FIGS. 4-9 show stages of folded plastic lens insertion and manipulation, using the forceps and cannula, as described and as viewed downwardly in arrow direction 30 in FIG. 1, by the surgeon. In FIG. 4, the lens haptics 17, projecting forwardly, are being inserted into the zone 11, via slit 15 and the boundary of zone 11. FIG. 5 shows the cannula approximately fully inserted, the haptic loops spreading outwardly. In FIG. 6 the cannula is being retracted, while the forceps remain in forward position to locate the lens in centered relation, in zone 11. Note in FIGS. 4-6, the folded lens halves extend in planes substantially parallel to the plane of the capsule (normal to arrow 30 in FIG. 1). FIG. 5 shows the cannula entering the capsule via opening 11.

In FIG. 7 the cannula and forceps are rotated approximately 90° about the length axis of the cannula, to orient the planes of the folded lens halves normal to the plane of the pancake shaped capsule. Thus, as the lens subsequently unfolds, the lens halves will expand into a plane parallel to the plane of the capsule. FIG. 8 shows the forceps arms separated (to release the lens for unfolding). This can be accomplished by retracting the cannula relative to the arms 23 of the forceps, which spring outwardly due to their yieldably outwardly biased resiliency. The extent of arm spreading, to control lens release, is controlled by engagement of the arms, as at 35, with forward edges of the cannula, which in turn is controlled by relative axial positioning of the forceps plunger 28 and the cannula 22.

After the lens has expanded and has been adjusted by the blades to assure proper positioning of the haptics 17, the blades are retracted in direction 37, in FIG. 8. FIG. 9 shows the blades 23 being closed together due to camming engagement of convex surfaces 26 against the cannula forward edges at 35, as the forceps is retracted endwise relative to the cannula. Thereafter, the cannula forward extent, and blades fully received in pocket 25, are retracted from the eye, via narrow incision 15.

Claims (11)

I claim:
1. The method of intraocular implantation of a plastic lens in the eye lens zone within a lens capsule from which a natural lens has been removed, and via a surgical incision in the corneo-scleral limbus, the method employing a surgical forceps having blades projecting beyond arm portions, the blades clamping the plastic lens which has haptic loops attached thereto, the method also employing an elongated cannula, including:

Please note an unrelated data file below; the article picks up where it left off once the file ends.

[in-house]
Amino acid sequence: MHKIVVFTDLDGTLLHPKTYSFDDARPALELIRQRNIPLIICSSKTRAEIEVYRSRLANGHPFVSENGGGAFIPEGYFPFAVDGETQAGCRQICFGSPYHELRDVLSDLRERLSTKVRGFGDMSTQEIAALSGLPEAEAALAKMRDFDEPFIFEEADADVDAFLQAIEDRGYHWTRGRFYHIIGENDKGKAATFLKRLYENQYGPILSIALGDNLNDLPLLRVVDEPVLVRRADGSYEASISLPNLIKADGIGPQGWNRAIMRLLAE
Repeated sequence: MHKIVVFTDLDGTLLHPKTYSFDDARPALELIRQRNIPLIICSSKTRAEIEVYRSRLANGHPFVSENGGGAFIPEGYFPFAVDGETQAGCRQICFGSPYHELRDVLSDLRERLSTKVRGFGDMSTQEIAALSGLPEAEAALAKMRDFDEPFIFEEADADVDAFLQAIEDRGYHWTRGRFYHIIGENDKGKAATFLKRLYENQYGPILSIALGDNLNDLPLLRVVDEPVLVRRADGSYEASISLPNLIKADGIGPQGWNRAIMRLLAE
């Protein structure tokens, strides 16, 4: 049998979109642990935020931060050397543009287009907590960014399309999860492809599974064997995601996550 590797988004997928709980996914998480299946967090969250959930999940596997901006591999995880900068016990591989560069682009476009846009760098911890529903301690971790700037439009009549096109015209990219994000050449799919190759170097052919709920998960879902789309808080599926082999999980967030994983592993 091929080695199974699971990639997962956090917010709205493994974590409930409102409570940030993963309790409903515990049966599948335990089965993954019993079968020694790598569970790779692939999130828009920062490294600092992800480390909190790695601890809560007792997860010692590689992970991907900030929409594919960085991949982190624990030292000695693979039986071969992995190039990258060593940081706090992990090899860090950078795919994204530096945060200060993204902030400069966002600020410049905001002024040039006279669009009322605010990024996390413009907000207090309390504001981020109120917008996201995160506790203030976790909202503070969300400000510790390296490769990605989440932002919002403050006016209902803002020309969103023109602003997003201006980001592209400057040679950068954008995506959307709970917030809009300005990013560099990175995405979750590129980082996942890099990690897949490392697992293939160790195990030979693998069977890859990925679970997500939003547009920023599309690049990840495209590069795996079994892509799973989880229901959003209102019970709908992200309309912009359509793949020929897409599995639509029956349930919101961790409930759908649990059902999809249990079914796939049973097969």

(a) receiving said arm portions and folded lens in the cannula to position the folded lens in the forward end of the cannula, with the haptic loops in predetermined positions relative to the folded lens, and to the cannula,
(b) introducing said forward end of the cannula into the eye via said incision and into proximity to said lens zone,
(c) relatively displacing the cannula and said forceps to controllably retract the forward end of the cannula relative to the blades and folded lens, thereby allowing the haptic loops to move away from the folded lens and toward walls defined by the lens capsule,
(d) continuing said relative displacement of the cannula and forceps to effect relative separation of the blades, thereby accommodating unfolding release of the folded lens in the capsule whereby the haptic loops then position the unfolded lens in the lens zone in the capsule,
(e) continuing said relative displacement of the cannula and forceps to effect movement of the blades relatively toward one another,
(f) and retracting the cannula and forceps from the eye, via said incision.
2. The method of claim 1 wherein said (e) step includes effecting relative retraction of the blades into the forward end of the cannula and pocketing the blades therein.
3. The method of claim 1 wherein the forward end of the cannula defines an internal pocket in which the blades and folded lens are positioned during said (b) step, and said (c) and (d) steps are effected to cause the blades and folded lens to move relatively forwardly and outwardly relative to said pocket.
4. The method of claim 3 wherein said (e) step is carried out to effect movement of the blades into said pocket.
5. The method of claim 4 wherein the cannula and forceps arm portions have interengageable cam surfaces, and said (e) step is carried out to effect interengagement of said cam surfaces to cause the blades to move toward one another as the blades are moved into the pocket.
6. The method of claim 1 including producing said incision in the corneo-scleral limbus, to have an overall length less than about 3.5 mm.
7. The method of claim 1 wherein said capsule defines a first plane and the folded lens defines lens halves which define second planes which are oriented to extend generally parallel to said first plane during said (b) step.
8. The method of claim 7 including rotating the blades in the capsule to orient the folded lens second planes to extend generally normal to said first plane, prior to said (d) step.
9. The method of claim 1 including moving the blades in the capsule in conjunction with said (c) step to center the folded lens in the capsule, prior to said (d) step.
10. Surgical apparatus useful for eye surgery wherein an incision is made in the eye corneoscleral tissue, and via which a plastic lens is to be introduced into an eye lens in a capsule from which a natural lens has been removed, the lens having haptic loops attached thereto, the combination comprising